To showcase results achieved through the use of MatMRI and MatHIFU, four applications that were developed at TBRRI and the Hospital for Sick Children (Toronto, Ontario, Canada) are presented. These applications show the ability of MatMRI and MatHIFU to control MR imaging in real time for pre-clinical animal studies, generate thermal maps using T2-based thermometry, drive individual transducer elements to perform acoustic characterization, and execute custom ablation patterns.
Integration of MatMRI with a small animal MR-HIFU system for the treatment of abscesses in a murine model
End points were at days 1 and 4 after MR-HIFU treatment. For each end point, 18 animals were randomly assigned into three groups with 6 animals each: control, treatment with an acoustic power of 25 W, and treatment with an acoustic power of 35 W. Results indicated that an exposure with an acoustic power of 35 W was able to induce a significant ( p < 0.05) reduction of the bacteria concentration in the abscess when compared to non-treated abscesses and low-power exposures. The bacteria concentration (mean ± standard deviation) at the 4-day end point was 1.0 ± 1.3 × 104, 0.6 ± 0.6 × 104, and 0.09 ± 0.2 × 104 colony-forming units/ μ L for the control, low power, and high power groups, respectively.
T2-based thermometry with MatMRI for the MR-HIFU treatment of the bone marrow
Hydrophone measurements with MatHIFU
Turn off all elements.
Turn on only element n.
Turn on pulsed ultrasound exposure.
Turn off ultrasound after 1.8 s of exposure.
Remain inactive until all data collected by the oscilloscope are transferred.
Prior to the protocol execution, the oscilloscope was prepared to capture 64 samples of the hydrophone signal over time. Querying the status of the MR-HIFU system was used to determine when the ultrasound exposure was finished, after which the average reading of the 64 acquisitions was transferred through an Ethernet link to the external computer running MatHIFU. Post-transfer, a modification to change the active transducer element was executed and the protocol was restarted. The pseudo-code for the whole acquisition, execution, and modification step of the treatment protocol was as follows:
Do For All Elements In Transducer Prepare Oscilloscope If First Element of Transducer Execute Protocol Else Execute Modification Go to Step 1 of Protocol Wait Until Status of MR-HIFU Indicates End of Ultrasound Exposure Collect Data from Oscilloscope Do Next Transducer Element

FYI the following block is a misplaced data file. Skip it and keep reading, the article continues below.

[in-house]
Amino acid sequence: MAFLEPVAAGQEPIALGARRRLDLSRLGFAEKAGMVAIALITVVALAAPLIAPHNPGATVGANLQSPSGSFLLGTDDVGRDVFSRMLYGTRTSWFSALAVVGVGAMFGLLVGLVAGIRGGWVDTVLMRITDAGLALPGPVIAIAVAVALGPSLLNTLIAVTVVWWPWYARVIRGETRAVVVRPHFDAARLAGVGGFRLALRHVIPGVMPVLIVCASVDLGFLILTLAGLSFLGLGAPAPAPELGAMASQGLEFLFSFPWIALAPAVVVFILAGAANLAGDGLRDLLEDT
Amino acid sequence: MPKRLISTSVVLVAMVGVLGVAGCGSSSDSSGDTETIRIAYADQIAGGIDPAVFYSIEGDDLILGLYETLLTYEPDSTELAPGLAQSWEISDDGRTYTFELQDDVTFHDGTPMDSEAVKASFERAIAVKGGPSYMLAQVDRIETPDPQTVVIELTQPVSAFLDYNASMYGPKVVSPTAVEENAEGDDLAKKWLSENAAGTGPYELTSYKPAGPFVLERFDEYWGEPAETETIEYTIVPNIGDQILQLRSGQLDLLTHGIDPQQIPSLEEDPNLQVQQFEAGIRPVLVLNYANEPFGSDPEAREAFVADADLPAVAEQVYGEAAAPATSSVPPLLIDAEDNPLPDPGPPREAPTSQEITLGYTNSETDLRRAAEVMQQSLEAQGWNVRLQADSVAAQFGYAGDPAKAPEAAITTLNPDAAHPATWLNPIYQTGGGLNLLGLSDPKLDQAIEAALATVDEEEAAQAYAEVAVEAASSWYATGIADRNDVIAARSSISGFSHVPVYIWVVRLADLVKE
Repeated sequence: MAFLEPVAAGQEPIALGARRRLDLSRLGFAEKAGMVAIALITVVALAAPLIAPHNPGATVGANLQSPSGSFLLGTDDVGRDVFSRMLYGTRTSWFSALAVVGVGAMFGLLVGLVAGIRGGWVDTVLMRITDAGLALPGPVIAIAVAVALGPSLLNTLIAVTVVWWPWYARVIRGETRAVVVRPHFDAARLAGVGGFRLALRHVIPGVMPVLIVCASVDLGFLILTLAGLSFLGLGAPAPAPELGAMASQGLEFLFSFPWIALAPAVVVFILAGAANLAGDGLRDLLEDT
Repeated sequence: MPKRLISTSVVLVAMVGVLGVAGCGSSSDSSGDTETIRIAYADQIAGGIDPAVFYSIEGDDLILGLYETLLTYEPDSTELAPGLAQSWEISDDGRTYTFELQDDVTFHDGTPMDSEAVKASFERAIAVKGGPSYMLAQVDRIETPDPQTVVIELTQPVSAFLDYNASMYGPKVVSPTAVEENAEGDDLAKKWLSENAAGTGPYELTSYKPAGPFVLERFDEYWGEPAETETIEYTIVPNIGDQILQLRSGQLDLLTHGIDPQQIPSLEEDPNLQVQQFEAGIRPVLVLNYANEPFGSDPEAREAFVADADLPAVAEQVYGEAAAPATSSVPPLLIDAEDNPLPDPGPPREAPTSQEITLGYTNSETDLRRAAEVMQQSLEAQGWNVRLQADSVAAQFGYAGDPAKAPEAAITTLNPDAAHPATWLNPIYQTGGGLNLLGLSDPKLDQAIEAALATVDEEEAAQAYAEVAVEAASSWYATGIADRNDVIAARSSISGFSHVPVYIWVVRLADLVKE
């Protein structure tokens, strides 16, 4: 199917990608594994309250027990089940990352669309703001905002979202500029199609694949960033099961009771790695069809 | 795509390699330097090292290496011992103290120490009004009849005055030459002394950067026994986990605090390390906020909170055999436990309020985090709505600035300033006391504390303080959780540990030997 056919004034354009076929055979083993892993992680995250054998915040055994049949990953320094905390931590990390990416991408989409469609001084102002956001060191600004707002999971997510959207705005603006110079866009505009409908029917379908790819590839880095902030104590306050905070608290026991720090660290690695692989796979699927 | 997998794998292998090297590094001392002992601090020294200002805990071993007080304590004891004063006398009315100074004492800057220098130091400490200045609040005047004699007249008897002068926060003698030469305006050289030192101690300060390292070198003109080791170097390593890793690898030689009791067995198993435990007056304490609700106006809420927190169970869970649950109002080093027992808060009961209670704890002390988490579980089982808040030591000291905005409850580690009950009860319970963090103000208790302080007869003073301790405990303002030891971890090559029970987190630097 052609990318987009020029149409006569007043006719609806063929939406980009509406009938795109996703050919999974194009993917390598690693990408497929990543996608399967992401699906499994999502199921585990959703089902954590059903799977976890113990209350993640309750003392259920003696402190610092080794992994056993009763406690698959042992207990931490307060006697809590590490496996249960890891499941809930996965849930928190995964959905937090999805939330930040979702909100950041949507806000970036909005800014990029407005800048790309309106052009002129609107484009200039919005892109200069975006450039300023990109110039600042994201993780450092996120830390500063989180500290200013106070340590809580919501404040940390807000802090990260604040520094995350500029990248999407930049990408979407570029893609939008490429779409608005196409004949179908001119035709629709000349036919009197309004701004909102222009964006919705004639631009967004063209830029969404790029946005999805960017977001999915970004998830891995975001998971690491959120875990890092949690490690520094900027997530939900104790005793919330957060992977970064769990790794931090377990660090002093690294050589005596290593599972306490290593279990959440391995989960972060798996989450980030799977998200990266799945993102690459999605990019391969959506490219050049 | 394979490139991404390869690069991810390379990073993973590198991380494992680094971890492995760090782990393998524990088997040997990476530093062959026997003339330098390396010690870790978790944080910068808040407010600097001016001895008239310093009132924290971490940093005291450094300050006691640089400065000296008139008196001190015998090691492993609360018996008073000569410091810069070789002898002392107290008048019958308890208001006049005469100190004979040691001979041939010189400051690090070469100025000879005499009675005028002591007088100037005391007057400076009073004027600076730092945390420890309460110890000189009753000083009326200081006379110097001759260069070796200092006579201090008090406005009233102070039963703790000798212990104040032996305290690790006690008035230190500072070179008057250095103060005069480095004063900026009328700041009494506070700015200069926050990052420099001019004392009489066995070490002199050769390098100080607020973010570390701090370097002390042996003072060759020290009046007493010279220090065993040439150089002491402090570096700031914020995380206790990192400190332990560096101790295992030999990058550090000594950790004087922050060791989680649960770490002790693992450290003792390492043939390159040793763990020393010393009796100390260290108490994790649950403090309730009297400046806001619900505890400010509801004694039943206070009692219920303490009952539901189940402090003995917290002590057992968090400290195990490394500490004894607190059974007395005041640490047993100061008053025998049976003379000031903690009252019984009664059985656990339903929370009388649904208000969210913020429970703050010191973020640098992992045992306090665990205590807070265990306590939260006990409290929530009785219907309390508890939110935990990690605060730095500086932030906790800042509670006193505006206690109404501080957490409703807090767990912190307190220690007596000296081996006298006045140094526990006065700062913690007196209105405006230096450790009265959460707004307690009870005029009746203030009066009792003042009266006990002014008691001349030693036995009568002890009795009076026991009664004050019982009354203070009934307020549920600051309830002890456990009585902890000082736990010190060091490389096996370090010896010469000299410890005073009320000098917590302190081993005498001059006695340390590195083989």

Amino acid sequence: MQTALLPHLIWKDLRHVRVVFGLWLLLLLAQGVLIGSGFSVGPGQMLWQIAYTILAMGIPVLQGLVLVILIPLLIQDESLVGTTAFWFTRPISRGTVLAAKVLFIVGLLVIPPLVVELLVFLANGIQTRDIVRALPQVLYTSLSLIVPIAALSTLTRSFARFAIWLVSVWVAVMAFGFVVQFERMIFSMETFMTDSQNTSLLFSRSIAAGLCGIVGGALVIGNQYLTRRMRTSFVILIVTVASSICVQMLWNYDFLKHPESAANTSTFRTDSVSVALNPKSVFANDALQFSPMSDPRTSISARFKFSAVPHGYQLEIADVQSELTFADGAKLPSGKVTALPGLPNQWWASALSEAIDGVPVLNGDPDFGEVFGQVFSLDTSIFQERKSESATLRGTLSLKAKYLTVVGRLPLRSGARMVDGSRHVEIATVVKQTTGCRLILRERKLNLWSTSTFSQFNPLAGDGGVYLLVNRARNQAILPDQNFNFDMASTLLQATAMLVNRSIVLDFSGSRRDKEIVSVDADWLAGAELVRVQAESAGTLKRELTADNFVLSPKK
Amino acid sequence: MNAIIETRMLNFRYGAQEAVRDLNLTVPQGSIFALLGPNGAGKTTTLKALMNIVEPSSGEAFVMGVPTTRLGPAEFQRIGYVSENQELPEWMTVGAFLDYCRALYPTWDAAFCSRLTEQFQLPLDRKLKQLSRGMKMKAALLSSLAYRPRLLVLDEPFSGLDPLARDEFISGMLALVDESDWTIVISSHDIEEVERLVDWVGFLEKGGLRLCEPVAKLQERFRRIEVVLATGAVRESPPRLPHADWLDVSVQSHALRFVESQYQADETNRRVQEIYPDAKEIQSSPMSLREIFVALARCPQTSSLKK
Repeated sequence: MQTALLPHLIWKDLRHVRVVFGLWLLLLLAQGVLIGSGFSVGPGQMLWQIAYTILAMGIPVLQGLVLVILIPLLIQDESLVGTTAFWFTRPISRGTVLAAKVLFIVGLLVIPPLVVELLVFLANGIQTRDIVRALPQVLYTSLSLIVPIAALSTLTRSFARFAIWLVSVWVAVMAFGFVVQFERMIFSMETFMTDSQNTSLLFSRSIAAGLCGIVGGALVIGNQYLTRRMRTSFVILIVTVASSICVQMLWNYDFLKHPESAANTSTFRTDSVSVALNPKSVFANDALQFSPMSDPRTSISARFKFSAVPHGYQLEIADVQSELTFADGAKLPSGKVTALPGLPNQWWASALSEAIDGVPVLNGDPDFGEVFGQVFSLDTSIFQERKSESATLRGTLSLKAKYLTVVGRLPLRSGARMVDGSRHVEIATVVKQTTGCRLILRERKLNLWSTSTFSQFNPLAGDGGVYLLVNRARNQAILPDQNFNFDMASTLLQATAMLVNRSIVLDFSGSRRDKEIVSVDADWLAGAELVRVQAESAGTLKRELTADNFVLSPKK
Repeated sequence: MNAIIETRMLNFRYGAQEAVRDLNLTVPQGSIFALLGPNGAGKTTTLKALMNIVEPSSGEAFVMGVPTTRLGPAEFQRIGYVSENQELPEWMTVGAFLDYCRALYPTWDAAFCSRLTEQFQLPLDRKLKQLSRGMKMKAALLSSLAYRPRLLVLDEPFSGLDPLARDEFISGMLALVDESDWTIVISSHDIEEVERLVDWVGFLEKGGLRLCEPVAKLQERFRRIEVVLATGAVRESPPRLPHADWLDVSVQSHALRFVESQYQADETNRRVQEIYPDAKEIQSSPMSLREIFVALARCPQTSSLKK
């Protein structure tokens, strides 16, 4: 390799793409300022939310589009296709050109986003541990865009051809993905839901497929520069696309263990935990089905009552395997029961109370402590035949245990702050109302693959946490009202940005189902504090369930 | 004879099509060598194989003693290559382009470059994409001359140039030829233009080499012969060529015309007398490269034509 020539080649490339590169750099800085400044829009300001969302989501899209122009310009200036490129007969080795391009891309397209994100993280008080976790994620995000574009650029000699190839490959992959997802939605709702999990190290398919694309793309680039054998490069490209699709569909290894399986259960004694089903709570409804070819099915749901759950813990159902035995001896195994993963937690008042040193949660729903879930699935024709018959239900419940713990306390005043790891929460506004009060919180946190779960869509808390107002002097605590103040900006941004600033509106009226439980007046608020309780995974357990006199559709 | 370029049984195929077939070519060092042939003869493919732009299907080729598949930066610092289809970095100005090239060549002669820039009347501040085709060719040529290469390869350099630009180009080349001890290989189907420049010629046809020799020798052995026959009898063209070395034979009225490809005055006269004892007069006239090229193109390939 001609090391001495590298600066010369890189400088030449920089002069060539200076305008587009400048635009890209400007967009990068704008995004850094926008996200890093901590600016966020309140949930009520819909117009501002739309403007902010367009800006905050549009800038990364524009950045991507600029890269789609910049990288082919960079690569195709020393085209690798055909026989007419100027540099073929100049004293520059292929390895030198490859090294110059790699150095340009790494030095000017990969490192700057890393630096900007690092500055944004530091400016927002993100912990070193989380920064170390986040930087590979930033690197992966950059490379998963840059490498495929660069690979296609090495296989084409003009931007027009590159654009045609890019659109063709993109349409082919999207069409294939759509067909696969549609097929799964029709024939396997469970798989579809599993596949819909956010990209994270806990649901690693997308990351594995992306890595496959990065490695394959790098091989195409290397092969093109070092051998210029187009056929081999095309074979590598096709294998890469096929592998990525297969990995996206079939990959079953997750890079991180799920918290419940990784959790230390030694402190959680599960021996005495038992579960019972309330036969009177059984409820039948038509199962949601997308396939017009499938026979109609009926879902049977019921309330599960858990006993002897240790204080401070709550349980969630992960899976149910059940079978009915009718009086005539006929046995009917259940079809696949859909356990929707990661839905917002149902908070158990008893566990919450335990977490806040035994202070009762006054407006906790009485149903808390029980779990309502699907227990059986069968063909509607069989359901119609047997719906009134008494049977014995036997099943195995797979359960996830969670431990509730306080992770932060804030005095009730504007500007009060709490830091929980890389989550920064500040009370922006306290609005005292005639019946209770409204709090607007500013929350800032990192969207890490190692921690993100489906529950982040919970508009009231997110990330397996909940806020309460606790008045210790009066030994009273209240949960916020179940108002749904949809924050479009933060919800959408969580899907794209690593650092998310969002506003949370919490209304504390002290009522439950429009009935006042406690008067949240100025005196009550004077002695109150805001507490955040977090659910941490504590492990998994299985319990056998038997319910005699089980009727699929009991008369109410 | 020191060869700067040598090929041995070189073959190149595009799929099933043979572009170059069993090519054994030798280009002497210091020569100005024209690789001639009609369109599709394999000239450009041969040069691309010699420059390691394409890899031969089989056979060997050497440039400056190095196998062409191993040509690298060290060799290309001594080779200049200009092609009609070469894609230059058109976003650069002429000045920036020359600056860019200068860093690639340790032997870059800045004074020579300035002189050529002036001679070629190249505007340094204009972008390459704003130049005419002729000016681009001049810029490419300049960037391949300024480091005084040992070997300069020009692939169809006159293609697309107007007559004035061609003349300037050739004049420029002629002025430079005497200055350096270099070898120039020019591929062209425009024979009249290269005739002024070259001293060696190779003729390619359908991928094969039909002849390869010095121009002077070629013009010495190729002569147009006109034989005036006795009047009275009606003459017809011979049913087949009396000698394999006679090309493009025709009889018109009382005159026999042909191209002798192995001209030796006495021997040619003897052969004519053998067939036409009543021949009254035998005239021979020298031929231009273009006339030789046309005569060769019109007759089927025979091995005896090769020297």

The ‘HIFU’ application using MatMRI in conjunction with MatHIFU
Move the transducer to the center of the letter.
Pause for 2 s. This pause is used to acquire a reference image for thermometry.
Apply HIFU with an acoustic power of 80 W and electronically steer the focal point in 2-mm steps along the 18-mm-long line. The time between steps (trajectory interval) was set to 25 ms.
Turn off the ultrasound after 8 s of exposure.
Remain inactive. This allows protocol modifications to be performed.
The coordinates for the transducer position and focal point steering were initially set to produce the first line segment (Figure 5). A cooling time of 60 s was observed after the ultrasound was turned off, and then a protocol modification was created and executed to change the transducer position as well as the steering coordinates. MatMRI was used to collect MR magnitude and phase images that were utilized to calculate temperature change using the PRFS technique. Magnetic drift was monitored in non-heated regions, and a correction was applied . The MR parameters for the thermometry were as follows: FOV = 200 mm, pixel size = 1.1 mm, slice thickness = 7 mm, TE/TR = 20/30 ms, flip angle = 19.5°, acquisition matrix = 180, reconstruction matrix = 224, ETL = 9, NEX = 1, and dynamic time = 0.59 s. Reference images for thermometry were acquired at the beginning of each letter. The protocol duration was 637 s, during which 1,080 images were acquired. The pseudo-code for the image acquisition as well as for the protocol execution and modification steps was:
Do Until All Segments Are Finished If first segment Execute Protocol Else Execute Modification If New Letter Go to Step 1 of Protocol Else Go to Step 3 of Protocol If Transducer Movement Just Finished Collect Magnitude and Phase Image For Reference Else Collect Image Calculate Temperature Change If End of Cooling Do next segment